A meta-analysis of 30 trials suggests that plant-based diets are associated with significant reductions in total cholesterol, LDL cholesterol and apolipoprotein B.
Published in the European Heart Journal, the Danish researchers undertook a systematic review and meta-analysis, to estimate the effect of vegetarian and vegan diets on plasma levels of the main lipid fractions, TC, LDLC, triglycerides (TGs) and ApoB.
Randomised trials looking at the effect of both plant-based diets on the different lipid fractions were considered in comparison to an omnivorous diet in adults over 18 years of age. A total of 30 eligible trials were identified, which included an equal number of both types of plant-based diets and had an overall sample size of 2,372 participants.
Compared to the omnivorous group, the plant-based diets significantly reduced TC (mean difference, MD = -0.34 mmol/L 95% CI -0.44 to -0.23, p < 0.001). Significant reductions were also seen with LDLC (MD = -0.30, 95% CI -0.40 to – 0.19, p < 0.001) and ApoB (MD = -0.34, 95% CI -0.44 to -0.23, p < 0.001). However, no significant reductions were seen in the level of triglycerides compared to an omnivorous diet.
Despite these significant reductions, the researchers also reported substantial heterogeneity in the findings for TC, LDLC and ApoB (ranging from 69-74%).
Benefits from lipid reductions
To get a better understanding of the impact of these reductions, it is worth putting the changes into context.
A previous analysis of the benefits from lipid reductions indicated that for every 1 mmol/L decrease in TC, there was a 17.5% reduction the risk of all-cause mortality, a 24.5%, reduction in coronary heart disease (CHD)-related mortality and 29.5% for any CHD-related event.
Using TC as an example, a 0.34 mmol/L reduction, as found in the current analysis, equates to a 6% decrease in the risk of all-cause mortality and a 10% reduction in the risk of a CHD-related event.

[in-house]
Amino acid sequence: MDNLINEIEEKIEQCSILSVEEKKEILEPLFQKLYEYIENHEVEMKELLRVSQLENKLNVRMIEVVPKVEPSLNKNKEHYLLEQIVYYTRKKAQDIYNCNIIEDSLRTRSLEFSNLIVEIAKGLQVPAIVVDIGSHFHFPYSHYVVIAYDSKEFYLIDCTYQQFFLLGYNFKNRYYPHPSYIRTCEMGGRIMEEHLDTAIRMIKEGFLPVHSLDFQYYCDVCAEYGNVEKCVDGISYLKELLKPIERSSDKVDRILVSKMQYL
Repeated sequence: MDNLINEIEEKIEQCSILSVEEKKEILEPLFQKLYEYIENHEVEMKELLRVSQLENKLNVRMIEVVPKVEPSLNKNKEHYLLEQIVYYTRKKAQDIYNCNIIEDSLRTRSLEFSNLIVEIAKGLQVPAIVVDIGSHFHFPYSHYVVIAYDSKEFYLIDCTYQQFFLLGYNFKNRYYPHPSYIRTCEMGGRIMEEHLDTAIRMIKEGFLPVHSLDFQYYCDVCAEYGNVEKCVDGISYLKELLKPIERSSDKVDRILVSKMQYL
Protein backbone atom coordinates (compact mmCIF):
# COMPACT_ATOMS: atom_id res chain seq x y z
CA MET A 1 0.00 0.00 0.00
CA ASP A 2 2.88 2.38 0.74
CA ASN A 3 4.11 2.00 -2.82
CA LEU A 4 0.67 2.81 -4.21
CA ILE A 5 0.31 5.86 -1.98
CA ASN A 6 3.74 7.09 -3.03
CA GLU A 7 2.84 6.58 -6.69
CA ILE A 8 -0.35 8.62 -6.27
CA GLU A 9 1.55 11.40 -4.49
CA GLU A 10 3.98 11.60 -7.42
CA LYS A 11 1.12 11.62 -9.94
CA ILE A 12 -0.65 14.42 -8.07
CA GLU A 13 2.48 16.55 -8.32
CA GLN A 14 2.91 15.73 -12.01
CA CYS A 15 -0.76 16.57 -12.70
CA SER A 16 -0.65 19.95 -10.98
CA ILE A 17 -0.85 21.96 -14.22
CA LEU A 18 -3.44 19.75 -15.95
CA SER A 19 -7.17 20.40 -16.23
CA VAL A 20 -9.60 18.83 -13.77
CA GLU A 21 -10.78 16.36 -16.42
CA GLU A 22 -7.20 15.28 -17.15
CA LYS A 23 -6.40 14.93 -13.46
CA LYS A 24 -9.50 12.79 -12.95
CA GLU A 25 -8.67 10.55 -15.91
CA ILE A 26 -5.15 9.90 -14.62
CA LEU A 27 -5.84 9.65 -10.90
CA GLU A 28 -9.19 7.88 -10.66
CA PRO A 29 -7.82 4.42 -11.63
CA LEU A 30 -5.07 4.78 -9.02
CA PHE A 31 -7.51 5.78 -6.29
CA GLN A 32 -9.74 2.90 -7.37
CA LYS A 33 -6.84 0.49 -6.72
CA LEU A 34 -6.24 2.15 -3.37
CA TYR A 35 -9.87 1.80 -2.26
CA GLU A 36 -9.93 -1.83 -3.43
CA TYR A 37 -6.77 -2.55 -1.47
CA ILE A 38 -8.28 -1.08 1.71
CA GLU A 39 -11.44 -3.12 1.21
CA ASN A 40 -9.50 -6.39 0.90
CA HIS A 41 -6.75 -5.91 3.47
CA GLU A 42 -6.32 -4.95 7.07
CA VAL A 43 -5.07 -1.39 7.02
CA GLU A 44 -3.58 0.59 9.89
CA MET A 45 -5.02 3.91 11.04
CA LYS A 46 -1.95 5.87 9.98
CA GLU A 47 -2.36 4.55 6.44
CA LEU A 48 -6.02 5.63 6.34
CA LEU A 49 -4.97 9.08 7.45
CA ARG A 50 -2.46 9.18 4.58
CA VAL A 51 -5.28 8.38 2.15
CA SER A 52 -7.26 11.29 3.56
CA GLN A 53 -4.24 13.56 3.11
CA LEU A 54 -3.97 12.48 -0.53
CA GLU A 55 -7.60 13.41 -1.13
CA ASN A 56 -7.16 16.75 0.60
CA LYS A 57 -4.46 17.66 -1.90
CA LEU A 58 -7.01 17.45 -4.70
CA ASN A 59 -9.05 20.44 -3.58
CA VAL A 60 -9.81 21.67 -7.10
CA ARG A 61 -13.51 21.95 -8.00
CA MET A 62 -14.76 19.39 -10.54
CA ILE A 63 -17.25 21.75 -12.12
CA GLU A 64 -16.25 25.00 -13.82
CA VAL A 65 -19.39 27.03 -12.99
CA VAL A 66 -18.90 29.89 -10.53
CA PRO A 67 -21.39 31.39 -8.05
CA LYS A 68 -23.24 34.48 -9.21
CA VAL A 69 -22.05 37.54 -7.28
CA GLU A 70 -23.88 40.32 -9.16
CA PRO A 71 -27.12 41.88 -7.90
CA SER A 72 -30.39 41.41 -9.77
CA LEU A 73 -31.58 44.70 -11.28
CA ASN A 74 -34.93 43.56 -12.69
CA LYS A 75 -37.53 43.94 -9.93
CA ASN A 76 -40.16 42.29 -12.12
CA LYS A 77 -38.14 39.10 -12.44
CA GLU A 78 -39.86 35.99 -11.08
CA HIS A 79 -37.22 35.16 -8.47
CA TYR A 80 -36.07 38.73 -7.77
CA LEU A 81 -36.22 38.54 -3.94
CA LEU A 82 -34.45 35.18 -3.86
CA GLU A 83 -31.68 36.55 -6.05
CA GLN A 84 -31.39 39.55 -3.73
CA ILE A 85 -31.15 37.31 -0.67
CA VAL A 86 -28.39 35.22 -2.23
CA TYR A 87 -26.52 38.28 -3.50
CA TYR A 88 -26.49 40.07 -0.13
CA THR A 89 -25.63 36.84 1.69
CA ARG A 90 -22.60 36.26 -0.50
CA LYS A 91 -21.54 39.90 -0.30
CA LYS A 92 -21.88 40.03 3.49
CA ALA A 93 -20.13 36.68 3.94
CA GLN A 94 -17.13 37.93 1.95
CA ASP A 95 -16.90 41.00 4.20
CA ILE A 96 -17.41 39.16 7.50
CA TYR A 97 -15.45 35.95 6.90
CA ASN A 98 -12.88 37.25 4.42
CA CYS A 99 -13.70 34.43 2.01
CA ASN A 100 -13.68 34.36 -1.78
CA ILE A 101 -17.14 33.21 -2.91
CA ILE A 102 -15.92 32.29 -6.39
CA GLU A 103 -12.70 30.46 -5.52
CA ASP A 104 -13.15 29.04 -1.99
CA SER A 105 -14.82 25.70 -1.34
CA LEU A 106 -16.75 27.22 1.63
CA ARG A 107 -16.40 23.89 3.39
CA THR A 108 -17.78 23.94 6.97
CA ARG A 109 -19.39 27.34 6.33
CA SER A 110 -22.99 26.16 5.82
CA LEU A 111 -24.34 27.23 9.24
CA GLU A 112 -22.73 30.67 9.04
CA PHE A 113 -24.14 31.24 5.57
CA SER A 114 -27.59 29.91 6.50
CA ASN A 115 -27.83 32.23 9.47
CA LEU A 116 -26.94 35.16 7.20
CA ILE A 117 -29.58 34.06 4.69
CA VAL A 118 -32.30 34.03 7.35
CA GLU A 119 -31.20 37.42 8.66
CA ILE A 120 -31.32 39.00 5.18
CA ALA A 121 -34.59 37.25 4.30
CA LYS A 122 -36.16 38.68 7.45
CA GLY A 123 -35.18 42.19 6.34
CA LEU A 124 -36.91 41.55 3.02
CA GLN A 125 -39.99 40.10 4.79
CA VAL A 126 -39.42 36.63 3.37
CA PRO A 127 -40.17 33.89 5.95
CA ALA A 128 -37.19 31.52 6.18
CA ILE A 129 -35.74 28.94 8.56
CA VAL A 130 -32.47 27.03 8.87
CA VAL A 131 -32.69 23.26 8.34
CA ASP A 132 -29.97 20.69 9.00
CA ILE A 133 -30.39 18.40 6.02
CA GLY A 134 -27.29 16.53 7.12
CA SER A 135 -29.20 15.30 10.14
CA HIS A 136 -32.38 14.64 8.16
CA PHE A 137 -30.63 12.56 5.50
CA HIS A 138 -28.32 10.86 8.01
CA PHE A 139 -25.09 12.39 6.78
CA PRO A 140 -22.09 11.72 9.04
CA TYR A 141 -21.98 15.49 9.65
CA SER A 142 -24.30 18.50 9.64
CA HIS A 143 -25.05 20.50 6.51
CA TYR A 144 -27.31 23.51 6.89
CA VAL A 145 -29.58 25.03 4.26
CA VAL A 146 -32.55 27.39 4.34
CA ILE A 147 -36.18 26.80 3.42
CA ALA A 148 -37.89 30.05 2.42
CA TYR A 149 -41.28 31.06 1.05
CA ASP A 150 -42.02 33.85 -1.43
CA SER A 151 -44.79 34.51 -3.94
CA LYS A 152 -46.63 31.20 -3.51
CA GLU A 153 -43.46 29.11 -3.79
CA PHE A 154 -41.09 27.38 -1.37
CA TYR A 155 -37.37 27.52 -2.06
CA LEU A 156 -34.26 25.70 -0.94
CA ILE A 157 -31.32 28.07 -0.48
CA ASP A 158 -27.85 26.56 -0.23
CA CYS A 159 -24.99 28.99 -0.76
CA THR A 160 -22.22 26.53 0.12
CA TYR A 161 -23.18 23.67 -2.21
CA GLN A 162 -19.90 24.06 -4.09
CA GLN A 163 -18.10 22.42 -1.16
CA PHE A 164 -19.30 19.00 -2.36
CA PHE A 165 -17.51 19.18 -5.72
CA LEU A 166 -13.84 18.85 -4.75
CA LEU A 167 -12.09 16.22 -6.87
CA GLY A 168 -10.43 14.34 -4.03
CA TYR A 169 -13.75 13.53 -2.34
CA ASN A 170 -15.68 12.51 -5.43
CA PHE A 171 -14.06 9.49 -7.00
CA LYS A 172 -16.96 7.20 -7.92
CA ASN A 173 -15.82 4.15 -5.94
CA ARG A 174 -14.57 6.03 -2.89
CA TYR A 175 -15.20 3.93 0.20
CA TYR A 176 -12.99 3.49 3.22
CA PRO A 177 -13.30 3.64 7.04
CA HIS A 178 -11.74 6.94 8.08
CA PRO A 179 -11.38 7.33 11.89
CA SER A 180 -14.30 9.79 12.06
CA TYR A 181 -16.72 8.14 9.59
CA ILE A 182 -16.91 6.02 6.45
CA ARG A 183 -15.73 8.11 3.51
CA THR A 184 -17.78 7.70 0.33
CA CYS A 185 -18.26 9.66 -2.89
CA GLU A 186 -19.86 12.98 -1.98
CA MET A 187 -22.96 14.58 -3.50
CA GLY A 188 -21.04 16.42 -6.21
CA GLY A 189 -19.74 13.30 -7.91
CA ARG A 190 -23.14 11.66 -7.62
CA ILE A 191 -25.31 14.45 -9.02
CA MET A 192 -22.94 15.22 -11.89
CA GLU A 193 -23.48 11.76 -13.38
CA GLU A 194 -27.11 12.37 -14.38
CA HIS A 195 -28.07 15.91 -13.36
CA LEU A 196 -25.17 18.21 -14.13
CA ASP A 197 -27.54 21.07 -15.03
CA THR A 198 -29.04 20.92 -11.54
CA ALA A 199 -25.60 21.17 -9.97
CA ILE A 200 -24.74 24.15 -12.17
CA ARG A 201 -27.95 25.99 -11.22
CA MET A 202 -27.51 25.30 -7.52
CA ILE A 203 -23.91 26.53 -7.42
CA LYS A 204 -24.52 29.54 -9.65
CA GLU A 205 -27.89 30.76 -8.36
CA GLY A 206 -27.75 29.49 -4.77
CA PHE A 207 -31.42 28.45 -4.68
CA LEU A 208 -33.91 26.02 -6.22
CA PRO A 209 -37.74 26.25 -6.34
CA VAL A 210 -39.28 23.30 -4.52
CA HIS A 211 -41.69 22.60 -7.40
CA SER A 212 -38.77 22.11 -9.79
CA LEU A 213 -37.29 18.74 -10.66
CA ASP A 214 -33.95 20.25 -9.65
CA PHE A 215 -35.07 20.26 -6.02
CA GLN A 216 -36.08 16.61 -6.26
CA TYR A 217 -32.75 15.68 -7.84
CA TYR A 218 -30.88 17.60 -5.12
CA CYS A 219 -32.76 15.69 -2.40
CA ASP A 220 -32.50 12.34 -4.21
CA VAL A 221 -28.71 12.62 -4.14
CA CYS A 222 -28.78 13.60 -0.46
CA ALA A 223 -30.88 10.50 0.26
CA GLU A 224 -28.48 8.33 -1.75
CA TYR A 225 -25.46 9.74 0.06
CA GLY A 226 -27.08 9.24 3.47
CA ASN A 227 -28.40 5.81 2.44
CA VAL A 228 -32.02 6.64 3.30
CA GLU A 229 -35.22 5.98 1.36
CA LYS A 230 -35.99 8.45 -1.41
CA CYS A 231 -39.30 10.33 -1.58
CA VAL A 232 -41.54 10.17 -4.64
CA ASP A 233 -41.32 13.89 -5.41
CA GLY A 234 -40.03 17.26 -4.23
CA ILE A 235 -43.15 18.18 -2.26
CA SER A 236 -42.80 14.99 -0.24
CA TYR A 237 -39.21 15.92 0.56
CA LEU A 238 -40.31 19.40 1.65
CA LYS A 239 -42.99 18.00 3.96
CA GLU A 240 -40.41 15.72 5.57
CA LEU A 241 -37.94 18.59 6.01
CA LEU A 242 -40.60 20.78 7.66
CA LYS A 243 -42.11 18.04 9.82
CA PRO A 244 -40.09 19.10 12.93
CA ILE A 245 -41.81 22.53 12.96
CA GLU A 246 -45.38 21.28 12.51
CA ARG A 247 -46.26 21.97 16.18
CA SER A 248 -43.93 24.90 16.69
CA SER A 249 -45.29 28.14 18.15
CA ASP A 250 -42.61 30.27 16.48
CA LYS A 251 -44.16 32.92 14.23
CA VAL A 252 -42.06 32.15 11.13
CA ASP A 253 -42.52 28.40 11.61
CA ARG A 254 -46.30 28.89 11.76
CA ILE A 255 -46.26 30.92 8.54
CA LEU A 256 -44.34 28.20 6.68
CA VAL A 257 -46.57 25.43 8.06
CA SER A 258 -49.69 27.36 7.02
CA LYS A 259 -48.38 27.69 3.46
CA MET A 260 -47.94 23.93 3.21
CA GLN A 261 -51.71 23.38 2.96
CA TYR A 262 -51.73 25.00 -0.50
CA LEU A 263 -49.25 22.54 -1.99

Consequently, whilst relatively modest for an individual, these reductions would become substantial at the population level, thereby potentially reducing the society burden and mortality associated with cardiovascular disease.
Diet and cardiovascular disease
Data from the World Health Organization suggests that cardiovascular diseases result in nearly 18 million annual deaths, emphasising the importance of any strategies that could reduce this risk. One strategy at the individual level is to move away from an omnivorous diet. In fact, this approach was advocated in guidance from the European Society of Cardiology in 2021. The guidance suggested that individuals could reduce their risk of cardiovascular disease through adoption of a more plant-based and and less animal-based food pattern. In recent years there has been an increase in vegetarian eating patterns in several continents around the world, including Europe and North America. In addition, there are also reported increases in the number of people eating a vegan diet.
In a previous analysis from 2015, it was shown that a vegetarian diet reduced lipid markers such as total cholesterol (TC) and LDL cholesterol (LDLC). However, the analysis did not examine the impact of this plant-based dietary pattern on levels of apolipoprotein B (ApoB), despite strong evidence that this lipid is a more accurate indicator of cardiovascular risk than either TC or LDLC.